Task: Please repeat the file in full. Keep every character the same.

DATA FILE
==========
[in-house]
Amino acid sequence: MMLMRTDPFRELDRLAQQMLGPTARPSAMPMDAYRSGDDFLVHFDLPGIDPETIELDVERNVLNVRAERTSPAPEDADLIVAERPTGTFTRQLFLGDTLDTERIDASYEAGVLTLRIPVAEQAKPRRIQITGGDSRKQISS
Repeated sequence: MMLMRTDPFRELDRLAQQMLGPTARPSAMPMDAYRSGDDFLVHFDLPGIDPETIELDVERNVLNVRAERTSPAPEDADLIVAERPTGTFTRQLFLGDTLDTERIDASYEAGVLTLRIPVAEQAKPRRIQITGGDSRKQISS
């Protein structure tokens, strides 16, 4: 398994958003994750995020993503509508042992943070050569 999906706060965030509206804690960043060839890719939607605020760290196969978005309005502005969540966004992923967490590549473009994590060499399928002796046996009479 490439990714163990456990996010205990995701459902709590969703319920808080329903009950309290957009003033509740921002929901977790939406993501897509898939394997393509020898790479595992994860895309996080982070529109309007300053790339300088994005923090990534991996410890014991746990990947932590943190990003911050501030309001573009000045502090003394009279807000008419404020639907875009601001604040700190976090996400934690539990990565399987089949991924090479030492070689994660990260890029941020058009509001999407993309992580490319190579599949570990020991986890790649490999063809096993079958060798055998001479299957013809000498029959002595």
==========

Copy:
[in-house]
Amino acid sequence: MMLMRTDPFRELDRLAQQMLGPTARPSAMPMDAYRSGDDFLVHFDLPGIDPETIELDVERNVLNVRAERTSPAPEDADLIVAERPTGTFTRQLFLGDTLDTERIDASYEAGVLTLRIPVAEQAKPRRIQITGGDSRKQISS
Repeated sequence: MMLMRTDPFRELDRLAQQMLGPTARPSAMPMDAYRSGDDFLVHFDLPGIDPETIELDVERNVLNVRAERTSPAPEDADLIVAERPTGTFTRQLFLGDTLDTERIDASYEAGVLTLRIPVAEQAKPRRIQITGGDSRKQISS
């Protein structure tokens, strides 16, 4: 398994958003994750995020993503509508042992943070050569 999906706060965030509206804690960043060839890719939607605020760290196969978005309005502005969540966004992923967490590549473009994590060499399928002796046996009479 490439990714163990456990996010205990995701459902709590969703319920808080329903009950309290957009003033509740921002929901977790939406993501897509898939394997393509020898790479595992994860895309996080982070529109309007300053790339300088994005923090990534991996410890014991746990990947932590943190990003911050501030309001573009000045502090003394009279807000008419404020639907875009601001604040700190976090996400934690539990990565399987089949991924090479030492070689994660990260890029941020058009509001999407993309992580490319190579599949570990020991986890790649490999063809096993079958060798055998001479299957013809000498029959002595």